Susan Law: PDR to cut red tape and help rural communities

Susan Law: PDR to cut red tape and help rural communities

Susan Law

The financial challenges facing the agricultural sector are no secret. But a legal change is opening opportunities which should help landowners and farmers modernise, diversify and create a healthier financial future, writes Susan Law.

Clients are coming forward with exciting proposals to take advantage of the shift to allow them to improve the resilience and sustainability of their estates or enterprises, and create much-needed rural employment. the change also reduces red tape, so often a barrier for farmers and land managers.

The opportunity stems from the updated Permitted Development Rights (PDR) for agricultural land across Scotland. This might sound like a mundane piece of planning legislation, but actually unlocks diversification and creates chances to develop new income streams. This income could help secure the survival of a farming or land-based business.

The move allows rural landowners to carry out minor developments or changes, such as erecting, extending or improving buildings without the need to submit a full planning application. This has been welcomed across the sector. The main changes relate to the size limit on new agricultural buildings, conversion of agricultural buildings for homes or commercial use, peatland restoration and digital telecoms infrastructure.

Previously, farmers could erect certain agricultural buildings, such as sheds, under PDR so long as they did not exceed 465m². The floor space limit has been extended to 1000m², except in areas such as national parks or conservation areas. Also, rules now allow agricultural buildings to be converted into up to five dwellings, as long as the buildings had solely agricultural use prior to, or on November 4, 2019 and aren’t listed or located on croftland. They also cover the conversion of agricultural buildings for ‘flexible commercial use’, which could include shops, food and drink businesses and ‘non-residential institutions’. Listed buildings are not included.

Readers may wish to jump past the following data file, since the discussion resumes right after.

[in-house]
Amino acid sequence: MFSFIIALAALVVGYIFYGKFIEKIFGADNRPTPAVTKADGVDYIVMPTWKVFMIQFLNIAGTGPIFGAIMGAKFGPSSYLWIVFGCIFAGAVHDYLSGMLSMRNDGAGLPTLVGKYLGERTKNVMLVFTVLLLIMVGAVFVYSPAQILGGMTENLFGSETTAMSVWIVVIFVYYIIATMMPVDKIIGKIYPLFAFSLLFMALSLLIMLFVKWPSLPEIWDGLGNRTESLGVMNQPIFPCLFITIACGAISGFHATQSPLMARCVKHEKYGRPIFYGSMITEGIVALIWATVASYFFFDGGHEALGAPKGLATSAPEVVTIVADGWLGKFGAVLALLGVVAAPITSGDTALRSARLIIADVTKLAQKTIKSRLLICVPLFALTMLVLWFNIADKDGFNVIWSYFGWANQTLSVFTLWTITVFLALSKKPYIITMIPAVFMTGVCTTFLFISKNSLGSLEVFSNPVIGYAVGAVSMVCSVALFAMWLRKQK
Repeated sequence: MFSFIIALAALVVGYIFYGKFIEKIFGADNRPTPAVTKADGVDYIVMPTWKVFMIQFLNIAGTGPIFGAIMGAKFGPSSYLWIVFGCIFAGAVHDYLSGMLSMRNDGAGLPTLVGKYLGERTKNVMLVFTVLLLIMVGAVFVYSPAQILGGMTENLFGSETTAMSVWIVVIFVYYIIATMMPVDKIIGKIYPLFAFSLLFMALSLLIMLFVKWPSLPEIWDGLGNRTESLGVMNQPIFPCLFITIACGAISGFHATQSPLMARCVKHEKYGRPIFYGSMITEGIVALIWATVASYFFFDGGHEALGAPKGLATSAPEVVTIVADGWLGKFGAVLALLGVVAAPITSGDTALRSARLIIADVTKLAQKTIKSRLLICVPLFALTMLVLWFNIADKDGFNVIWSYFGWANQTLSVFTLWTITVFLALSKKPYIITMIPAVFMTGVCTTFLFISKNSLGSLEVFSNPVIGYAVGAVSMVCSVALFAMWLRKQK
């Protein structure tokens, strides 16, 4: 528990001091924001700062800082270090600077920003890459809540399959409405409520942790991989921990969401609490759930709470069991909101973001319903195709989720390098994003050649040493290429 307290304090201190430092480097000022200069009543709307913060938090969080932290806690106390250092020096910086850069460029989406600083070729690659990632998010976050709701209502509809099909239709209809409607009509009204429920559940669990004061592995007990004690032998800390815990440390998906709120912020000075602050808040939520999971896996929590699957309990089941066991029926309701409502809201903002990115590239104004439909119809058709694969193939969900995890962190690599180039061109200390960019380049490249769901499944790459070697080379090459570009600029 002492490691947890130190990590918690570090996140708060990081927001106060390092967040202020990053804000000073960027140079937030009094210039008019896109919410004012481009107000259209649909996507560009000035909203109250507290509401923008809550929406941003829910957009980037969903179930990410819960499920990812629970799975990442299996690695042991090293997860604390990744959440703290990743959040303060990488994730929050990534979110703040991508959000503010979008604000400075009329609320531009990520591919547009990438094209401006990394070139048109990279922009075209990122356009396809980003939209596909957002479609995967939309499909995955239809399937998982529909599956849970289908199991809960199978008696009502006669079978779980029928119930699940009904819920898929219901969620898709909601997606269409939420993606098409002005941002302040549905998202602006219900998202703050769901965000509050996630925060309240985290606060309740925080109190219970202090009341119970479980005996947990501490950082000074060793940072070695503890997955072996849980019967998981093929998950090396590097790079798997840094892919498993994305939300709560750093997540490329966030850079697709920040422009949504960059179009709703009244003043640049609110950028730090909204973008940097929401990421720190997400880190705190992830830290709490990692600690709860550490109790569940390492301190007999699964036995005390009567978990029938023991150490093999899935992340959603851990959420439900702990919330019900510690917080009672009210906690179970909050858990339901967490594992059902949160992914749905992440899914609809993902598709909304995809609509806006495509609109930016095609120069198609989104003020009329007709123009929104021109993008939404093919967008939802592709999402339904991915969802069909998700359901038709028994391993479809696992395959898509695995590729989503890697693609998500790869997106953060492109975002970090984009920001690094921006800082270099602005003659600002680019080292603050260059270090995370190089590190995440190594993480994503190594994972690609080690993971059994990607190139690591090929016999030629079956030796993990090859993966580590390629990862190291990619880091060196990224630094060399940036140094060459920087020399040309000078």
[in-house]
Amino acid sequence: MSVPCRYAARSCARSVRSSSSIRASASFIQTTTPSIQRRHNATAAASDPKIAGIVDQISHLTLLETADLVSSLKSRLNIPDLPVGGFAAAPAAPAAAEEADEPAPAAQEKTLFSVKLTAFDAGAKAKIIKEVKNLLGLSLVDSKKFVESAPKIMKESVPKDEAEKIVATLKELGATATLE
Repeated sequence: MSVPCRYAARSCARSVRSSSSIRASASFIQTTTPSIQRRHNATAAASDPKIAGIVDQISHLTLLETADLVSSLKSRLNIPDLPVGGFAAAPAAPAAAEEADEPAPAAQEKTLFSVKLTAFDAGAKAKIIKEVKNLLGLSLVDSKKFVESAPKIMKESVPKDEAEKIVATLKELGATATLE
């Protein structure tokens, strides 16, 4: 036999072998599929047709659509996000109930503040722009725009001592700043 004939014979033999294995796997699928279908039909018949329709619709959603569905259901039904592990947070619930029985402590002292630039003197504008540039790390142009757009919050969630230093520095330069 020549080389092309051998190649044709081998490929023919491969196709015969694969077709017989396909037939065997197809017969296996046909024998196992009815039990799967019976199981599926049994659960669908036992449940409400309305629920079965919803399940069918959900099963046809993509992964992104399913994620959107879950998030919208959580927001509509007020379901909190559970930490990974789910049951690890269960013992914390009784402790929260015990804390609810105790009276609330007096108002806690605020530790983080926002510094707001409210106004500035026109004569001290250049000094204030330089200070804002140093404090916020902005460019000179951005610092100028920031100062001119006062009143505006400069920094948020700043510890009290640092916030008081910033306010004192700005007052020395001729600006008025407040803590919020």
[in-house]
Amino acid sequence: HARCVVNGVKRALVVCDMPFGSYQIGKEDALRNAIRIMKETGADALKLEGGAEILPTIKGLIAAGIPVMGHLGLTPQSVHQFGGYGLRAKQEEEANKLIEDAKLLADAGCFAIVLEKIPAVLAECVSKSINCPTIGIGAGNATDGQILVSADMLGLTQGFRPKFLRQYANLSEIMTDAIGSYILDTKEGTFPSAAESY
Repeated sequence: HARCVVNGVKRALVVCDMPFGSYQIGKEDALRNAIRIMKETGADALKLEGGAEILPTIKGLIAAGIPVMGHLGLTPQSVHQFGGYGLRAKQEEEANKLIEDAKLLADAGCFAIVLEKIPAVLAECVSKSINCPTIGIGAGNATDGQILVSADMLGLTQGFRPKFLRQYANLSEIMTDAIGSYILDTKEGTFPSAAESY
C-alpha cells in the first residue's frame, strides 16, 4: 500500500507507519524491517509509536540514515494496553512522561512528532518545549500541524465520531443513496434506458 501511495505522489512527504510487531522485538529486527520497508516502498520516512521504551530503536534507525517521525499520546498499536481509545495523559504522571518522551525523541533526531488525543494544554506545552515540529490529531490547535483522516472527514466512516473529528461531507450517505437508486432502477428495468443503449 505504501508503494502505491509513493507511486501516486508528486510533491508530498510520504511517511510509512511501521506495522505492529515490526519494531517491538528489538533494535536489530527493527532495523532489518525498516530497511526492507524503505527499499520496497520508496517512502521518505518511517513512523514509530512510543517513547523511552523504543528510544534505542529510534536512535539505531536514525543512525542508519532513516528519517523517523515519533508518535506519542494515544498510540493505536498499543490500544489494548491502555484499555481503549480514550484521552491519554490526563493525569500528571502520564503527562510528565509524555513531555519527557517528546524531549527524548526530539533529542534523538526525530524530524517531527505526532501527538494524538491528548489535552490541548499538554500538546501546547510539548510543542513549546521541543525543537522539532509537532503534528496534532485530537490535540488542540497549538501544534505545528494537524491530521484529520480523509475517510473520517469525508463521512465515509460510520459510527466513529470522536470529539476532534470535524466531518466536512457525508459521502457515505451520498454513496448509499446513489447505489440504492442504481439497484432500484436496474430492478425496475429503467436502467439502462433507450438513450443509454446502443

The changes offer opportunities around tackling rural housing problems, encouraging tourism and showcasing the fantastic food and drink produced across rural Scotland. All avenues come with the potential to create, or at least sustain, jobs.

Given the intense environmental focus on agriculture and its response to the climate emergency, it’s never been more important for landowners to consider how land use can impact upon emissions management and make the most of natural assets. PDR now allows for work to restore peatland – such as stabilisation, revegetation, reprofiling and drainage – albeit with the scheme itself still requiring planning approval.

PDR now permits changes including increasing height limits for telecom masts and increasing the size and number of antennas. This should make it easier for landowners to work with tech firms to modernise and secure ground rental income.

These changes might also go some way to easing issues around succession and retirement planning, a major concern in Scottish agriculture. The new PDR can be a positive force in securing the health and sustainability of rural Scottish communities. Its potential should not be underestimated.

Susan Law: PDR to cut red tape and help rural communities

Susan Law is a partner at Lindsays

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